took place in New York in aid of a fund for the widows and orphans of those who have died in the ranks. Upward of fifty thousand people were present, and Mr. Thomas Francis Meagher delivered a stirring address. A skirmish took place at Lexington, Mo., between four thousand five hundred secessionists and four hundred and thirty Home Guards and United States troops, in the intrenchments around Lexington. The attack was made by the secessionists, who were repulsed with a loss of sixty killeLexington. The attack was made by the secessionists, who were repulsed with a loss of sixty killed in the battle, and three of their pickets. None of the Federal force was killed. During the engagement, Arcana Hall, occupied by the Masons, and a private residence opposite to the court house, owned by R. Aull, Esq., of St. Louis, and occupied by T. Crittenden, Esq., (temporarily absent in Kentucky,) were shelled and burned. The impression was that the former contained powder designed for the use of the Confederates. Another attack was threatened.--(Doc. 16.) This evening a peace
ecomes hard as rock, so that it can be thrown any distance and not break. The powder is made in the form of a cannon ball, and can be carried in any form that a cannon ball can be. It is also made impervious to water. Experiments have been made, and the matter satisfactorily tested at West Point. A great saving is made in the quantity of powder used, as none is wasted, and the whole is as cheap as common powder. This evening as a Government steamer was conveying prisoners from Lexington, Missouri, to Fort Leavenworth, she broke her rudder and was obliged to land, when the boat was seized by a body of secessionists, the prisoners liberated, and forty Federal soldiers captured.--Baltimore American, September 18. An immense Union war meeting was held in Faneuil Hall at Boston, Mass., this evening. The Old Cradle of liberty was packed, and every arena leading to it. Thousands were unable to gain admittance to the Hall. Hon. B. F. Thomas presided, and was assisted by the Mayo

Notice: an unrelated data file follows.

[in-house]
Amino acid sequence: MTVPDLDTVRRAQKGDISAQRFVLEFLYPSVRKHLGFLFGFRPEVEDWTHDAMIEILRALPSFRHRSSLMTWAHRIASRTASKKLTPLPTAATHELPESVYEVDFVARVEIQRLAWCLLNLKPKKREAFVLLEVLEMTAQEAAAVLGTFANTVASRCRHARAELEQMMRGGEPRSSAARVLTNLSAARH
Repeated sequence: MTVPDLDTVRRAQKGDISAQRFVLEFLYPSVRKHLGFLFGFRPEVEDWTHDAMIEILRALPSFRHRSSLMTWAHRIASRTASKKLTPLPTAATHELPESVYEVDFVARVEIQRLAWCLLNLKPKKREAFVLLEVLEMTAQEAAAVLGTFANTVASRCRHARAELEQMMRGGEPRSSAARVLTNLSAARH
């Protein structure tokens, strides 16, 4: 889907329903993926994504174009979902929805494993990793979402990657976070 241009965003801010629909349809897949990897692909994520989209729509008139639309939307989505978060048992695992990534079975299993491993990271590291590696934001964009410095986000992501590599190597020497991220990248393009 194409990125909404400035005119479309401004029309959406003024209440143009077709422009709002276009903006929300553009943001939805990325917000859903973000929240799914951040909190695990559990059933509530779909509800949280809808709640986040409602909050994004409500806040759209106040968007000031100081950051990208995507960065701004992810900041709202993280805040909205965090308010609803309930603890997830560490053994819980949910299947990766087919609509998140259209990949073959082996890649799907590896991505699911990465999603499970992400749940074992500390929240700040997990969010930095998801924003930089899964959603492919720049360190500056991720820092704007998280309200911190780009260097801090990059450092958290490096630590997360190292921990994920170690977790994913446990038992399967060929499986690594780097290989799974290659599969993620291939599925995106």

ylvania regiment, and two companies of the Thirteenth Massachusetts, were engaged in the conflict. During the fight a rebel was seen taking aim at Col. Geary, when the colonel grasped a rifle from a soldier and shot him on the spot.--(Doc. 50.) The Thirty-ninth Ohio, Colonel Groesbeck; Third Iowa, Lieutenant-Colonel Scott; Sixteenth Illinois, Colonel Smith, with a force of the Missouri State Militia and Iowa State troops, under Colonels Craynon and Edwards; three hundred regulars and irregular cavalry and six pieces of artillery, under Captain Madison, left St. Joseph and Chillicothe, Mo., in two columns for Lexington, to-day, on their way to reinforce Colonel Mulligan.--N. Y. Herald, September 20. This morning the Abbe McMaster, proprietor and editor of the Freeman's Appeal, a peace organ of New York city, was arrested by the United States Marshal, Mr. Murray, and sent to Fort Lafayette, on a charge of treasonable matter contained in his paper.--N. Y. Herald, September 17.